Let’s just cut to the chase. We live off my husband’s income of roughly $52,000 a year. I say “roughly” because his regular paychecks actually equal $40,125.83 a year because after taxes come out that’s what’s left… Lots of folks wonder how it is that we survive as a family of five with two dogs now living in the most expensive part of the country (seriously, go look at how much the cost of living here in the metro Atlanta area has ballooned too 😭) on a small income.
The simple answer is we worked our tails off to make it happen. This isn’t the result of luck. It’s the result of YEARS – nine years to be exact of trying, failing, and figuring out how to get good with money. So if you’re brand new to trying to make a less-than-stellar income work give yourself grace because it takes work.
1. Do a Spending Review
No one likes doing a spending review. No one wants to come face-to-face with where they are mismanaging their money. Heck, I just did a spending review to get us ready for summer and realized that we were still paying for Peacock!! We only got Peacock so we could watch the Superbowl earlier this year! That means we’ve been paying for a service we haven’t used for over 4 months! Sure, you could argue that $4.99 a month isn’t that big of a deal but spending a total of $19.96 for something you haven’t even used is definitely a big deal! Not to mention the way inflation is eating up our money, we need to hold on to every bit!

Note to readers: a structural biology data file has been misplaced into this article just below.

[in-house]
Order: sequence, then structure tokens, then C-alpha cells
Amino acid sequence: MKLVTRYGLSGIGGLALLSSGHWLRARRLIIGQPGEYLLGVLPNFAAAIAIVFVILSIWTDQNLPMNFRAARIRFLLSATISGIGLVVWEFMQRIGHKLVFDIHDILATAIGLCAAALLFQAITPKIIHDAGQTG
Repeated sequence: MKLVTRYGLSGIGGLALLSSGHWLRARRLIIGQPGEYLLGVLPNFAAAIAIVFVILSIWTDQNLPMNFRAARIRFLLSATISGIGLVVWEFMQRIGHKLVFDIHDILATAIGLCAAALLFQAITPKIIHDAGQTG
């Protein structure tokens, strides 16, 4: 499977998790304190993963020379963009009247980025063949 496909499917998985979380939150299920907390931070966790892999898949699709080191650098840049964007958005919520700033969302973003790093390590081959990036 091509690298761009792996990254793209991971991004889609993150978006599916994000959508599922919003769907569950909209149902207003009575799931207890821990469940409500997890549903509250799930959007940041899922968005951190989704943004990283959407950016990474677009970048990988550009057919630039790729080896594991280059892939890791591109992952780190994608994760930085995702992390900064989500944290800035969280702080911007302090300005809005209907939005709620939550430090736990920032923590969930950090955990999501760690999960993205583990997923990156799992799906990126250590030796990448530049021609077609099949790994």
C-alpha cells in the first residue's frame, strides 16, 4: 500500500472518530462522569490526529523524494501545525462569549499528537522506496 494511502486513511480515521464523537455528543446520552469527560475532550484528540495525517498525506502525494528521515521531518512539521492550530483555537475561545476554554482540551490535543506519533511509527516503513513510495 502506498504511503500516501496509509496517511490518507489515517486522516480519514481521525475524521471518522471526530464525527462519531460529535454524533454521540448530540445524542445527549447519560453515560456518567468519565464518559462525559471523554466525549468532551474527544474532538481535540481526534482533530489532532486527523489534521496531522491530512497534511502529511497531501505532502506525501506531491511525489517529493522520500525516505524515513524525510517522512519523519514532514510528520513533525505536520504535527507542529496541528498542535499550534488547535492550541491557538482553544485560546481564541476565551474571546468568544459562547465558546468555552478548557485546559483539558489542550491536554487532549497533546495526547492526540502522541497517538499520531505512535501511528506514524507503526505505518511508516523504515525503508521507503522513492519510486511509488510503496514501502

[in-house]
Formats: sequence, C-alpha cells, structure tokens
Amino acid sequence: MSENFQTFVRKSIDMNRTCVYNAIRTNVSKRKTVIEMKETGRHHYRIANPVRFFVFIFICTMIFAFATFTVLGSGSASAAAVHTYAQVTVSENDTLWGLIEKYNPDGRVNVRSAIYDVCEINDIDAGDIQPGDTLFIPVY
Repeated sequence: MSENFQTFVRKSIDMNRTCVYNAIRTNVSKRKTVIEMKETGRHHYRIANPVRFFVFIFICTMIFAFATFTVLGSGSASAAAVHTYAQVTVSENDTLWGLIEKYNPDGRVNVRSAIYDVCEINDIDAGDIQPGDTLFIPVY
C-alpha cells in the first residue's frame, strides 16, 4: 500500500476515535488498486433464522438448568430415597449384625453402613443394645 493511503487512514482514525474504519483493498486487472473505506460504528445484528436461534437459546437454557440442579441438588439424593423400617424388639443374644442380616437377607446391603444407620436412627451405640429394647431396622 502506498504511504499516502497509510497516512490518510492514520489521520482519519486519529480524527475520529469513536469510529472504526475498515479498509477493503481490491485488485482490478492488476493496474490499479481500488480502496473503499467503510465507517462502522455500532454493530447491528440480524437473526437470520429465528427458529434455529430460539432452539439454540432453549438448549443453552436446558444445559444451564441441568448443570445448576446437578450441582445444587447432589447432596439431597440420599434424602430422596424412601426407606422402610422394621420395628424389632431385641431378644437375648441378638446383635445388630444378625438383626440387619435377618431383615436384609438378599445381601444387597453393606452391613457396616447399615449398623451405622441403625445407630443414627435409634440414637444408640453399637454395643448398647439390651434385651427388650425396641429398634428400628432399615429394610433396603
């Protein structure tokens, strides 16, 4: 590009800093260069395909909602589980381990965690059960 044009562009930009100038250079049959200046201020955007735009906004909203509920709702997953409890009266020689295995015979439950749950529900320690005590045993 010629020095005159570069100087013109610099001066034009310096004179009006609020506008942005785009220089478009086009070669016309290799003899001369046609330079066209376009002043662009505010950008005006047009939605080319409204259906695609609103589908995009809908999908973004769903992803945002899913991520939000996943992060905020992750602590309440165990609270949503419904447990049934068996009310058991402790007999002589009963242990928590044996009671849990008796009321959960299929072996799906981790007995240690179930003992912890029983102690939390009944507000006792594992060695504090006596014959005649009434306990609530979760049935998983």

So keep your eyes on your money and pay attention to where you’ve been spending your money. Head here to my YouTube channel to watch a tutorial on how to do a spending review.
2. Budget Every Paycheck
It doesn’t matter how you get paid you need to budget every paycheck. You need to plan how you want your money to flow in and out of your home. This is why first doing a spending review is so important because you’ll be able to identify the weak areas in your money management and begin to make positive changes. Be ruthless in your spending review and ask the hard questions to determine if an expense is really worth it to you or not.
I’m a huge fan of the Quick Start Budget that I detail in my book because it puts your money in focus every time you get paid. I’m also a huge fan of setting a date on the calendar every week where you go through and update your budget, review your spending, review your savings, etc. For years this has been Sunday nights after the kids go to bed for us. Pick a day that will work for you and schedule it! Go and actually put it on your calendar! Seriously, it won’t happen if you don’t schedule it!
I no longer share my family’s actual budget online but the last one I shared is still live here.
3. Build Your Safety Net
There’s literally no way my family could survive the ups and downs of life without a safety net. I’m willing to bet that no matter your income your family probably can’t survive too long without one either. That’s why you need an Emergency Fund. This isn’t optional. You must have one. I know some folks don’t like seeing big money numbers in their bank account because they would rather invest the money – and you definitely should be investing your money BUT, the purpose of an Emergency Fund is to be a safety net. It’s not meant to earn you mega bucks. It’s meant to protect you when life gets sideways. That’s it. That’s the goal.